Cookies on this website

We use cookies to ensure that we give you the best experience on our website. If you click 'Accept all cookies' we'll assume that you are happy to receive all cookies and you won't see this message again. If you click 'Reject all non-essential cookies' only necessary cookies providing core functionality such as security, network management, and accessibility will be enabled. Click 'Find out more' for information on how to change your cookie settings.

BACKGROUND: Early risk of stroke after a transient ischaemic attack (TIA) can be reliably predicted with risk scores based on clinical features of the patient and the event, but it is unclear how these features correlate with findings on brain imaging and few studies have investigated this in the subacute phase. METHODS: Two hundred consecutive patients attending a specialist clinic underwent diffusion-weighted brain imaging (DWI) on the day of the clinic (> or =3 days after a TIA) and the presence of recent lesions (positive DWI) was related to the presence of clinical features associated with a high stroke risk and to 2 validated risk scores (ABCD and California). RESULTS: Thirty-one patients (16%) had positive DWI. Increasing ABCD and California scores were associated with positive DWI (p = 0.02 for both) independent of the delay from TIA to scan. CONCLUSION: Presence of recent ischaemic lesions on DWI correlates with validated clinical scores for risk of stroke after TIA in patients scanned subacutely. Future prognostic studies of DWI after TIA should adjust for the risk scores to determine the independent predictive value of DWI and hence the likely role of DWI in refinements of the scores.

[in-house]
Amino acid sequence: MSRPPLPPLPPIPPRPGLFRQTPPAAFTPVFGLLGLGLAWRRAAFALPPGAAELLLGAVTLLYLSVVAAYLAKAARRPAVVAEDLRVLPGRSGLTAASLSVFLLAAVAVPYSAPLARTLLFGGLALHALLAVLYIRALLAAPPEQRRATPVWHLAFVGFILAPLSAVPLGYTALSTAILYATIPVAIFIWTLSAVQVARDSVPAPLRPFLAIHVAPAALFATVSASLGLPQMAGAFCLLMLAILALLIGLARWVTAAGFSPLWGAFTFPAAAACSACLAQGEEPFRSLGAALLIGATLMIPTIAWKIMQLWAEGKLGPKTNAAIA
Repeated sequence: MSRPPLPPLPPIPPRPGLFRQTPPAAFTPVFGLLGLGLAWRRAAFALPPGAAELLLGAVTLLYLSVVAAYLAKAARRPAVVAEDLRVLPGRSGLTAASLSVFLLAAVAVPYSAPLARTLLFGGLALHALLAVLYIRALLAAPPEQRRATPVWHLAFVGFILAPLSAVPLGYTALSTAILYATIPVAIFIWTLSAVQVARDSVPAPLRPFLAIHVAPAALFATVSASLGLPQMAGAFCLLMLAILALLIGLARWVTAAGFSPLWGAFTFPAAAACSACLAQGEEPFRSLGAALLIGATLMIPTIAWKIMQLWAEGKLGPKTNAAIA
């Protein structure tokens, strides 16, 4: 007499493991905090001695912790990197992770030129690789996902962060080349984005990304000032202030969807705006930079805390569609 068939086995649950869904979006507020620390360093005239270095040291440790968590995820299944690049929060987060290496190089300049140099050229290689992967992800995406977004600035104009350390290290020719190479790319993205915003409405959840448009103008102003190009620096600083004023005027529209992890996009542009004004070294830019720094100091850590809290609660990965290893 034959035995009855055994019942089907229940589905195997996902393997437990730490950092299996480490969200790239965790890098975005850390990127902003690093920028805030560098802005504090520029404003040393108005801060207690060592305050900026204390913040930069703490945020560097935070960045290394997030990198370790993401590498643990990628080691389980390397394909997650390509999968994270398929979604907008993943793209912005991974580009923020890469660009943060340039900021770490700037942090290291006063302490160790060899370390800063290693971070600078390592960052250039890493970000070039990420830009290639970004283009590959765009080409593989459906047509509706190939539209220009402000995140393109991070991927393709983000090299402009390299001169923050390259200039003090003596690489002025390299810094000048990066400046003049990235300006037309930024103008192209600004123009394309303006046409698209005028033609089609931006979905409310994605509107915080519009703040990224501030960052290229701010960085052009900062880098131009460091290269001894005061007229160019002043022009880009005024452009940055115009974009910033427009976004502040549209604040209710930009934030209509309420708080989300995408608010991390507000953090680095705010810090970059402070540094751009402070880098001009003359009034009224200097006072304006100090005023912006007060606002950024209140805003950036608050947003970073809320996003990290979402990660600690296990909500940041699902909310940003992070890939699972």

Original publication




Journal article


Cerebrovasc Dis

Publication Date





86 - 90


Acute Disease, Aged, Aged, 80 and over, Ambulatory Care Facilities, Brain Ischemia, Diffusion Magnetic Resonance Imaging, England, Female, Health Status Indicators, Humans, Ischemic Attack, Transient, Male, Middle Aged, Odds Ratio, Predictive Value of Tests, Prognosis, Reproducibility of Results, Risk Assessment, Risk Factors, Stroke, Time Factors